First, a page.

How Did I Get Here After Shelving the Book?!

While I sit here hoping none of my politicians or their campaign managers call me, I thought I’d go in to a bit more detail about Tuesday shocker.

Way back in July I thought it’d be a good idea to try being a novelist.  I had a couple of novels on my computer, and I jumped right in to trying to figure out query letter writing (which you can read about here, here, and here), finding an agent (here, here, here, and an entire category on the right sidebar of the blog), and trying to write a summary.  Then I jumped in to some online communities for authors.  I began sending out the query letter and getting rejections.  So, I did as everyone suggested and tried revising the query letter.  More than once, in fact.  And that’s when I read on a few sites that if your query letter(s) doesn’t get a nibble in the first 12 agents, your query letter is horrible.

That’s also when I read that most family sagas are between 75,000 and 80,000 words.  My first novel, THE EARLY YEARS, is slightly over 160,000 words.  Little difference.  My query letter broke all the rules.  I started with a paragraph full of questions.  It was a bit wordy.  (Hello, we are talking about me here.  I am wordy.)  Needless to say, after all of this, um, rejection, I was less than happy.  I decided to do more than shelve THE EARLY YEARS.  I pretty much destroyed the book.  I cut it up in to three sections and began to come up with a different approach.  Needless to say, I was not quite sure what to do with the first book.  So, I shelved the books and decided they’d be a prequel.

I decided to concentrate on SWEET SIXTEEN.  (Aka, the previous second novel in the series.)  I was trying to write a query letter (as evident a few weeks back on this very blog) when politics kicked up to the point writing a query letter was not gonna happen.  (Y’all remember that lovely little post on my query letter and GOTV phone script becoming one nice little document, don’t ya?)  For the sake of my sanity I decided to leave the writing off on the side until after the election.  As we all know, that lasted until last Saturday.

Anywho, Saturday and Sunday I wrote 5,000 words.  Monday I got rid of about 2,000 of those words in a rewrite, and got the news I had lost another contest.  Tuesday I get this email out of the blue to send the first 50 pages.  And we all know the response.  Tuesday Night I remembered why being a GOTV coordinator means I feel like I am underappreciated.  Something about everyone at the office (minus Su and Diane) going “Whatever, can you get me the likelihood so-and-so will win in House District such-and-such?”  (Sure, right after I realize that you only need me for my intelligence.)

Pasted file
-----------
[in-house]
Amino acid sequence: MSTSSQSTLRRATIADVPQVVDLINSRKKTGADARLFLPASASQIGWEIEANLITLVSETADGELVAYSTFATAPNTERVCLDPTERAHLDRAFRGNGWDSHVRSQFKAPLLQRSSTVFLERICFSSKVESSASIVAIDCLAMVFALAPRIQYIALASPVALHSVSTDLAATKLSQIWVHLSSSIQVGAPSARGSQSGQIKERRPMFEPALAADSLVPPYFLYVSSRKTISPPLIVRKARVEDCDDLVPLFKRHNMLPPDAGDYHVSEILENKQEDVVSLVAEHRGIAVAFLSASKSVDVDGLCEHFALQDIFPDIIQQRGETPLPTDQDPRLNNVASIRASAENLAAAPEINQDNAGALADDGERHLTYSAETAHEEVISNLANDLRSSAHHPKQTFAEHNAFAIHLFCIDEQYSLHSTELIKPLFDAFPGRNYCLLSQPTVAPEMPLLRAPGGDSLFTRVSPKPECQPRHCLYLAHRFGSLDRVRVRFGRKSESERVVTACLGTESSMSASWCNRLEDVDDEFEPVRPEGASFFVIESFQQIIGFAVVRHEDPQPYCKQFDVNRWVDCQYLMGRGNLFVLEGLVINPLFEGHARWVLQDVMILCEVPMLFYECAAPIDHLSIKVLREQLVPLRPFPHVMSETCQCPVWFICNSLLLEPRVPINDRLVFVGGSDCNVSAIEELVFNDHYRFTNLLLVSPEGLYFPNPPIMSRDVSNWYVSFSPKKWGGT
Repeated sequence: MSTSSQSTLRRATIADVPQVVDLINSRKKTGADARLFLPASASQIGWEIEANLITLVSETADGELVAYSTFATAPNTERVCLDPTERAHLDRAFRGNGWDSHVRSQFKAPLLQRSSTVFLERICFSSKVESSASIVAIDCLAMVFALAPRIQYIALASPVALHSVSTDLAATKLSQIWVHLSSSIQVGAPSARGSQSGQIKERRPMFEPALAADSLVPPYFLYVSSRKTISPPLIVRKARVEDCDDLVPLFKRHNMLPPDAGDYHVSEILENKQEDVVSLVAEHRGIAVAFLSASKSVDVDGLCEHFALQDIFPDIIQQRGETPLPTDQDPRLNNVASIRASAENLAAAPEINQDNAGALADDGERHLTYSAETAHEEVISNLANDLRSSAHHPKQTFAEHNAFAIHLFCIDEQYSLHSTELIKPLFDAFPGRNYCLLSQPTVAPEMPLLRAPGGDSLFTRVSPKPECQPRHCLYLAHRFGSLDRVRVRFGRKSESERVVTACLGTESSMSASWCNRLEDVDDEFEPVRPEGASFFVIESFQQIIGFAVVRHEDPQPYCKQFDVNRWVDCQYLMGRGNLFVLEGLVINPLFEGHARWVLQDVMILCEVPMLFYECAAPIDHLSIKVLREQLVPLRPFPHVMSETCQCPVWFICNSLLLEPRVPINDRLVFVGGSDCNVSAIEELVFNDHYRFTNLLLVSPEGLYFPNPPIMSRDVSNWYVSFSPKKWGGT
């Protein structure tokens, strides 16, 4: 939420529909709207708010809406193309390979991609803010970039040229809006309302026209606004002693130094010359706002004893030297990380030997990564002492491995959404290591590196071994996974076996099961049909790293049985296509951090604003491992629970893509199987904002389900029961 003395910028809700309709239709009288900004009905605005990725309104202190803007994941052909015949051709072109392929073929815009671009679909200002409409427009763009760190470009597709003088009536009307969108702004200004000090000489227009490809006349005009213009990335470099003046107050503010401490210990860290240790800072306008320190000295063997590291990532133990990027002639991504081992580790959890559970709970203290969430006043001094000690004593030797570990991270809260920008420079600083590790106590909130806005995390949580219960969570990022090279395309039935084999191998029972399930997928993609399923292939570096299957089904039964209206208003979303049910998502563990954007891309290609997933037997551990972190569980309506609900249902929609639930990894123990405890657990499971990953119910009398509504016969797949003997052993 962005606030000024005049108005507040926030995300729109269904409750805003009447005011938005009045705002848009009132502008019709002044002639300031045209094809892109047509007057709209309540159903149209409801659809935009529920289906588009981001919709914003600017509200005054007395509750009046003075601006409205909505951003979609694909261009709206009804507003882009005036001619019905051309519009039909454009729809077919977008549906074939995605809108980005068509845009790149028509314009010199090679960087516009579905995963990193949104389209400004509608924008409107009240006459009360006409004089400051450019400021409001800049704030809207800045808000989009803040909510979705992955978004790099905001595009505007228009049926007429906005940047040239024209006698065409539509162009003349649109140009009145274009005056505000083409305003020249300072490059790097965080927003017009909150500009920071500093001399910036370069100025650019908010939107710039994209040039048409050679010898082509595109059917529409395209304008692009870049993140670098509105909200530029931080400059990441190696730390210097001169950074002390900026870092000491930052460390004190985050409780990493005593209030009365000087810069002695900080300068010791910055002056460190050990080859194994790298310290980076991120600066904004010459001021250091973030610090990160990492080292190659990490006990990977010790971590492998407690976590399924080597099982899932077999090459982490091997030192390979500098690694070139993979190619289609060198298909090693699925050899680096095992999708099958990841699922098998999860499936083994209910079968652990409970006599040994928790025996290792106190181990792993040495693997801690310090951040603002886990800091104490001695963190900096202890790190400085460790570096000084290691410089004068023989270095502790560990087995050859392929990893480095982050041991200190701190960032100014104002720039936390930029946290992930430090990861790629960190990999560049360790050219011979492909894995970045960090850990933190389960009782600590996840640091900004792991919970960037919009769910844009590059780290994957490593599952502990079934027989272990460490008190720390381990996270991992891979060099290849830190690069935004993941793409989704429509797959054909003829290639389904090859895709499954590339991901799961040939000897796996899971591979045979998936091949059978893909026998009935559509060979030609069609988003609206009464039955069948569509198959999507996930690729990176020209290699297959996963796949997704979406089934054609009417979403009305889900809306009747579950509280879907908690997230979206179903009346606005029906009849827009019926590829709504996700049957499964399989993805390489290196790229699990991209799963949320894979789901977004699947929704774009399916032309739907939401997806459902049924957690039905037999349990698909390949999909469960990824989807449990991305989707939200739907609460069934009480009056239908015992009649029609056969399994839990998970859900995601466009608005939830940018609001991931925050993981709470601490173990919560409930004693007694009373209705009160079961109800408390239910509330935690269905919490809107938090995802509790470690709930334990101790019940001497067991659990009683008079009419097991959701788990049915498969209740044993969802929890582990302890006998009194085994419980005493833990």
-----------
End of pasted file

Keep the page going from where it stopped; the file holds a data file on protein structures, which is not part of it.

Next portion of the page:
Wednesday had me going “Wait, that agency?  Didn’t I send them that query back in July?  And doesn’t their website say two weeks?  Not three months?  Okay, me confused.  That query letter was horrible.  Awful.  Pathetic.  Like everyone ripped me over that query letter.  And they want a sample of my writing?  Check out the website to see if they requested one.  Nope, no request for a sample to be sent.  Hum?  Can I hope they will look past the wordiness of the first 50 pages and ask for the rest of the book? (Fingers crossed!)  Did I write the email response right?  Now I’m really nervous.  This is as bad as sending out the first few query letters.  No one warned me that an agency might actually look past a bad query letter.”

Oh, and a whole bunch of nerves every single time my cell phone chirped to let me know I had an email.  I think I almost had a heart attack yesterday.  No request for a full, or rejection.  I hear tell it is usually 3 months to six months on a partial request before you hear back.  I’m gonna just try to forget that some agent somewhere is finally reading my writing.  After all, I can’t spend a few months being nervous every single time I get an email.  Or can I?  And can I carry my laptop and my 3G card all over creation waiting for that email?  (Thinking positive here, Sherri.  I need to email the full manuscript as soon as I get the request, right?)

I’ll just be over here in the American West having a heart attack while some agent back East decides if he likes the partial.

-Amanda Nicole

PS: I was gonna put up my losing short story this week, but something changed my plans to post the story yesterday.  I think I got an email or something.  I’ll post it later.

 

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2 thoughts on “How Did I Get Here After Shelving the Book?!

  1. G’morning Amanda….wow 6 months waiting afting giving that agent your first 50 would be nerve recking to say the least!

    Try this, everytime you feel yourself getting worried, and you know you will, and start entertaining negative “oh it’s not going to be good enough” thoughts, interject with visions of seeing your book on the store shelf, picture how it will look, see your name blaring in bright magical letters that just pop off the cover. Imagine the letter that comes from the agent telling you how wonderful your writing is…..Imagine thousands of people smiling as they read your book……

    I feel good things for you Amanda….

    ~Peace~

    • I know. That’s an awful long time to wait. I think I’ll go ahead and query SWEET SIXTEEN while I’m waiting to hear back on THE EARLY YEARS. Let’s see how long it is before I forget that an agent has my partial.

      I keep trying to be hopeful. Every now and then I get the “this isn’t good enough” thought, but I have decided that I shouldn’t listen to how to properly write a query letter anymore. Broke the rules, but I got a partial request. Every single “How to Write a Query” book is full of rules, but the successful query letters tend to break a dozen or so rules. So, rules are going out the door. Just not the nerves.

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